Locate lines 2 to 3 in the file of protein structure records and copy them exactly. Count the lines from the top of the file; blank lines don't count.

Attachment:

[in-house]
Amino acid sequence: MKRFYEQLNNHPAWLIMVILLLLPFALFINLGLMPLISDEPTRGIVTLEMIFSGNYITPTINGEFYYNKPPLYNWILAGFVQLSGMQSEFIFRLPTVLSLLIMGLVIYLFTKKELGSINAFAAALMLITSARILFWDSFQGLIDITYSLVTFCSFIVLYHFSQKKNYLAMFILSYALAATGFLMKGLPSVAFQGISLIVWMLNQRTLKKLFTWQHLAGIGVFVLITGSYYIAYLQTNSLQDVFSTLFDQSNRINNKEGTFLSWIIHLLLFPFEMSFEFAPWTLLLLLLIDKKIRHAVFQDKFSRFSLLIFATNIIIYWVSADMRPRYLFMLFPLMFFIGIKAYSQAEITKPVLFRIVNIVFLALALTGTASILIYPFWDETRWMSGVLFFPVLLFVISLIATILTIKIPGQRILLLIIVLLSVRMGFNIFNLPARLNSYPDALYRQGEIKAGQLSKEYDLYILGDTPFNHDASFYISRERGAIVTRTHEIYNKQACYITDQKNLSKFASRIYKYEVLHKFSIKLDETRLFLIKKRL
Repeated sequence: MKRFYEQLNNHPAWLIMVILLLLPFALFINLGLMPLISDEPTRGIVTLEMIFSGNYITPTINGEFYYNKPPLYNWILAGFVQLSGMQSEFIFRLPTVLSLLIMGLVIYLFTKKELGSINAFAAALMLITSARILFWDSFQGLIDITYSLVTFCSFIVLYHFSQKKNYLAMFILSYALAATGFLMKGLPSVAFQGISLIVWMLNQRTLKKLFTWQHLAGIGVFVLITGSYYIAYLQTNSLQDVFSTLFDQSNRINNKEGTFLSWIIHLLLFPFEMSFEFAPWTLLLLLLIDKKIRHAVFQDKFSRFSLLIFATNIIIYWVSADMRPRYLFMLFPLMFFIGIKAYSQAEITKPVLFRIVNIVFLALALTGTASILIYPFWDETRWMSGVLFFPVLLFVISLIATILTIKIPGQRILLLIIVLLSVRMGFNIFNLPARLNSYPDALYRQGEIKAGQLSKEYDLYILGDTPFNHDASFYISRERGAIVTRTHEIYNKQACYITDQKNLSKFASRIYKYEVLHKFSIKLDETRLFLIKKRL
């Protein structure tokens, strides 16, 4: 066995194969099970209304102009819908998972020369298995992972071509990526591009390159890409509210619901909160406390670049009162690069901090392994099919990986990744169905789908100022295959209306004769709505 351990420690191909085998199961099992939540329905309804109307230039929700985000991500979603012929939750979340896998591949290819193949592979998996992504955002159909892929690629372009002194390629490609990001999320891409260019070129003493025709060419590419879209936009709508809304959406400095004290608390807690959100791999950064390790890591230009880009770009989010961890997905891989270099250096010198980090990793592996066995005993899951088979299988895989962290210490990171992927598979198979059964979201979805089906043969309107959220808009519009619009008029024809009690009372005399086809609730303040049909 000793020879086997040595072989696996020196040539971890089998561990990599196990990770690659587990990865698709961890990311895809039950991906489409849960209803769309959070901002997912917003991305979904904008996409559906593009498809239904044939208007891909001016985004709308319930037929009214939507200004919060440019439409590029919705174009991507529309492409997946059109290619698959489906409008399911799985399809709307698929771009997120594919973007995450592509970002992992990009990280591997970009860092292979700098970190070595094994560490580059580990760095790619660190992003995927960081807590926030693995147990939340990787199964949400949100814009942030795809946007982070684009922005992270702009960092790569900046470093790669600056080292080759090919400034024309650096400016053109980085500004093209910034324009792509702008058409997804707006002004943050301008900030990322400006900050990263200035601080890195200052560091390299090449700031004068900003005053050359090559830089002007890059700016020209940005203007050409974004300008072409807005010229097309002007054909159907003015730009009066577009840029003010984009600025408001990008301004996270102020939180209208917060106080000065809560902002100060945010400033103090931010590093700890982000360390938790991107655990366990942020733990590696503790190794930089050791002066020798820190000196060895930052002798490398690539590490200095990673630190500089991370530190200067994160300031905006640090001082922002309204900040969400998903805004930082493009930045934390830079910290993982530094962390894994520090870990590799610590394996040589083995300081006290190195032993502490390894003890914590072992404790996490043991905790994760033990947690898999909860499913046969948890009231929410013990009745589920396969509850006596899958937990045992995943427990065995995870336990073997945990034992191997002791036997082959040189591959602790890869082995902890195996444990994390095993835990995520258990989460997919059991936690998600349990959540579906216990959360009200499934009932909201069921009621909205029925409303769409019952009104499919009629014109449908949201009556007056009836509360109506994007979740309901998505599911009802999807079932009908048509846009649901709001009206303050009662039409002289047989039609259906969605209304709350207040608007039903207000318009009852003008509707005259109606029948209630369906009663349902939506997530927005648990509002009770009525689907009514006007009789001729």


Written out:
Amino acid sequence: MKRFYEQLNNHPAWLIMVILLLLPFALFINLGLMPLISDEPTRGIVTLEMIFSGNYITPTINGEFYYNKPPLYNWILAGFVQLSGMQSEFIFRLPTVLSLLIMGLVIYLFTKKELGSINAFAAALMLITSARILFWDSFQGLIDITYSLVTFCSFIVLYHFSQKKNYLAMFILSYALAATGFLMKGLPSVAFQGISLIVWMLNQRTLKKLFTWQHLAGIGVFVLITGSYYIAYLQTNSLQDVFSTLFDQSNRINNKEGTFLSWIIHLLLFPFEMSFEFAPWTLLLLLLIDKKIRHAVFQDKFSRFSLLIFATNIIIYWVSADMRPRYLFMLFPLMFFIGIKAYSQAEITKPVLFRIVNIVFLALALTGTASILIYPFWDETRWMSGVLFFPVLLFVISLIATILTIKIPGQRILLLIIVLLSVRMGFNIFNLPARLNSYPDALYRQGEIKAGQLSKEYDLYILGDTPFNHDASFYISRERGAIVTRTHEIYNKQACYITDQKNLSKFASRIYKYEVLHKFSIKLDETRLFLIKKRL
Repeated sequence: MKRFYEQLNNHPAWLIMVILLLLPFALFINLGLMPLISDEPTRGIVTLEMIFSGNYITPTINGEFYYNKPPLYNWILAGFVQLSGMQSEFIFRLPTVLSLLIMGLVIYLFTKKELGSINAFAAALMLITSARILFWDSFQGLIDITYSLVTFCSFIVLYHFSQKKNYLAMFILSYALAATGFLMKGLPSVAFQGISLIVWMLNQRTLKKLFTWQHLAGIGVFVLITGSYYIAYLQTNSLQDVFSTLFDQSNRINNKEGTFLSWIIHLLLFPFEMSFEFAPWTLLLLLLIDKKIRHAVFQDKFSRFSLLIFATNIIIYWVSADMRPRYLFMLFPLMFFIGIKAYSQAEITKPVLFRIVNIVFLALALTGTASILIYPFWDETRWMSGVLFFPVLLFVISLIATILTIKIPGQRILLLIIVLLSVRMGFNIFNLPARLNSYPDALYRQGEIKAGQLSKEYDLYILGDTPFNHDASFYISRERGAIVTRTHEIYNKQACYITDQKNLSKFASRIYKYEVLHKFSIKLDETRLFLIKKRL